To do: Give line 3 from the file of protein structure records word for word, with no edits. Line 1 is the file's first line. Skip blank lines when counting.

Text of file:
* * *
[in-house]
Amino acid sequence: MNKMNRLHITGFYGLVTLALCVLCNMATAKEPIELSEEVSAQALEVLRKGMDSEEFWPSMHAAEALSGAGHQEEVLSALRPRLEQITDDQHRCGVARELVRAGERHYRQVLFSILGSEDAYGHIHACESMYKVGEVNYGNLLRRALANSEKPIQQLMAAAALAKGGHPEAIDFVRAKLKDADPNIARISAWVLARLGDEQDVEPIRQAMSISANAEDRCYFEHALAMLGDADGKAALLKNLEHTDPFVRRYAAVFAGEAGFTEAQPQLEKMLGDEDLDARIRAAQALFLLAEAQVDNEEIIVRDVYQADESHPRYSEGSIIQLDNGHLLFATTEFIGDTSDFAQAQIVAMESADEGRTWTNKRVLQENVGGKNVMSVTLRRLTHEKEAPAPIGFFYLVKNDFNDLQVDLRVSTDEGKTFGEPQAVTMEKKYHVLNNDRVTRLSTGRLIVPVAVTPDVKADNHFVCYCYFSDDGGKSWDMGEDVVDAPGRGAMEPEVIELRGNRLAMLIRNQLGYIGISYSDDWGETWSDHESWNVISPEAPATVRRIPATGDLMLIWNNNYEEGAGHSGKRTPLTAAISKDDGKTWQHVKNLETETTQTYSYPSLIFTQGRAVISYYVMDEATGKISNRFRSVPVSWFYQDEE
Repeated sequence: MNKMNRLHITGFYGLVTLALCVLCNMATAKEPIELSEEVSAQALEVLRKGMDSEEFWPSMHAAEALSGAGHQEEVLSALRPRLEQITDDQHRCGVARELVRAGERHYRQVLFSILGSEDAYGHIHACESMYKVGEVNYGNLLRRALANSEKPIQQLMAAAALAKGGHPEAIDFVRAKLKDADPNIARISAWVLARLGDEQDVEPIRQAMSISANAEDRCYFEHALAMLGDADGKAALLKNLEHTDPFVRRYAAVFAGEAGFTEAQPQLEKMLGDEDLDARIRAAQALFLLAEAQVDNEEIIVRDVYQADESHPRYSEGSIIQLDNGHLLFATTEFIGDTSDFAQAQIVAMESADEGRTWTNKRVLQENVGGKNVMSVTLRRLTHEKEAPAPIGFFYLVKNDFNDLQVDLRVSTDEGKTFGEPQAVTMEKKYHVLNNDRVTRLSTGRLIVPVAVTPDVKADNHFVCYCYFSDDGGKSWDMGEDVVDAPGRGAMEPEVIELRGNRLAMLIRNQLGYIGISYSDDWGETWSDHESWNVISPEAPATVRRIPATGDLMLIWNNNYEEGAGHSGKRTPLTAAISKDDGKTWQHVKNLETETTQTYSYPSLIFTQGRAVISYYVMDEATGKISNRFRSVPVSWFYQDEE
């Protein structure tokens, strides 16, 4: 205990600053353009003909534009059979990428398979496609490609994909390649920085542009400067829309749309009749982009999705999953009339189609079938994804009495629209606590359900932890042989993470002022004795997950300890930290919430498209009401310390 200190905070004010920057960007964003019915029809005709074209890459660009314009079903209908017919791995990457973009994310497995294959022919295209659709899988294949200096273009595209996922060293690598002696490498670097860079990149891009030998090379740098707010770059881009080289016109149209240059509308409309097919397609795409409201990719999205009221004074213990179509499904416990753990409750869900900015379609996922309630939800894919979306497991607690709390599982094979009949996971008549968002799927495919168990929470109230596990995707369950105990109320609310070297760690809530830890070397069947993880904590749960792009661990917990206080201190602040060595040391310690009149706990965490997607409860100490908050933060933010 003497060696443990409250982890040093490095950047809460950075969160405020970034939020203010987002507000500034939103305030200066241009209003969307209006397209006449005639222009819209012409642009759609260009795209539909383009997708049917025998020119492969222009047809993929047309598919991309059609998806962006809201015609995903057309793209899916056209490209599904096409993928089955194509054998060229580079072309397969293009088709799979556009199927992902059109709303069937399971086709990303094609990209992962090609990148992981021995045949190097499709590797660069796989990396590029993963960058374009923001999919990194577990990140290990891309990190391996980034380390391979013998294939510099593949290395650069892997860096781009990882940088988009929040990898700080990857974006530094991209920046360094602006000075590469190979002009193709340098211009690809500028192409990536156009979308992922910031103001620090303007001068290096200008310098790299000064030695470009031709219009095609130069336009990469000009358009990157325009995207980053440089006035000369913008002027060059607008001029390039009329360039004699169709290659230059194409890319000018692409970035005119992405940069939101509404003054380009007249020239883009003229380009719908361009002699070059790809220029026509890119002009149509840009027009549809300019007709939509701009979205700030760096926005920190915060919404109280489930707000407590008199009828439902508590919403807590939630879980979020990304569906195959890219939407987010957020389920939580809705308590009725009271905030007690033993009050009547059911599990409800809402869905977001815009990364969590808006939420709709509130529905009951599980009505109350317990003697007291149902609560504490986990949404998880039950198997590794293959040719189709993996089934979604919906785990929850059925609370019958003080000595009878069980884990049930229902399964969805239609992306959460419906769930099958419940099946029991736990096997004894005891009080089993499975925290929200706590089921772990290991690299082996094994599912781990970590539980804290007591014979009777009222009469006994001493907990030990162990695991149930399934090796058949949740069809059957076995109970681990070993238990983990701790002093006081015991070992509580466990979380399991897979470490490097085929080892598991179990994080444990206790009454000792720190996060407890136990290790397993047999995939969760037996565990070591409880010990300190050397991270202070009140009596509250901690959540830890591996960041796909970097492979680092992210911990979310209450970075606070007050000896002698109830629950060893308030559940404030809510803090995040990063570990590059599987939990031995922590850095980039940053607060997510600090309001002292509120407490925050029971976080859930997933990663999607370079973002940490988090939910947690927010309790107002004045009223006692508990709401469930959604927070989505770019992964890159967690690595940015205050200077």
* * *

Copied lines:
Repeated sequence: MNKMNRLHITGFYGLVTLALCVLCNMATAKEPIELSEEVSAQALEVLRKGMDSEEFWPSMHAAEALSGAGHQEEVLSALRPRLEQITDDQHRCGVARELVRAGERHYRQVLFSILGSEDAYGHIHACESMYKVGEVNYGNLLRRALANSEKPIQQLMAAAALAKGGHPEAIDFVRAKLKDADPNIARISAWVLARLGDEQDVEPIRQAMSISANAEDRCYFEHALAMLGDADGKAALLKNLEHTDPFVRRYAAVFAGEAGFTEAQPQLEKMLGDEDLDARIRAAQALFLLAEAQVDNEEIIVRDVYQADESHPRYSEGSIIQLDNGHLLFATTEFIGDTSDFAQAQIVAMESADEGRTWTNKRVLQENVGGKNVMSVTLRRLTHEKEAPAPIGFFYLVKNDFNDLQVDLRVSTDEGKTFGEPQAVTMEKKYHVLNNDRVTRLSTGRLIVPVAVTPDVKADNHFVCYCYFSDDGGKSWDMGEDVVDAPGRGAMEPEVIELRGNRLAMLIRNQLGYIGISYSDDWGETWSDHESWNVISPEAPATVRRIPATGDLMLIWNNNYEEGAGHSGKRTPLTAAISKDDGKTWQHVKNLETETTQTYSYPSLIFTQGRAVISYYVMDEATGKISNRFRSVPVSWFYQDEE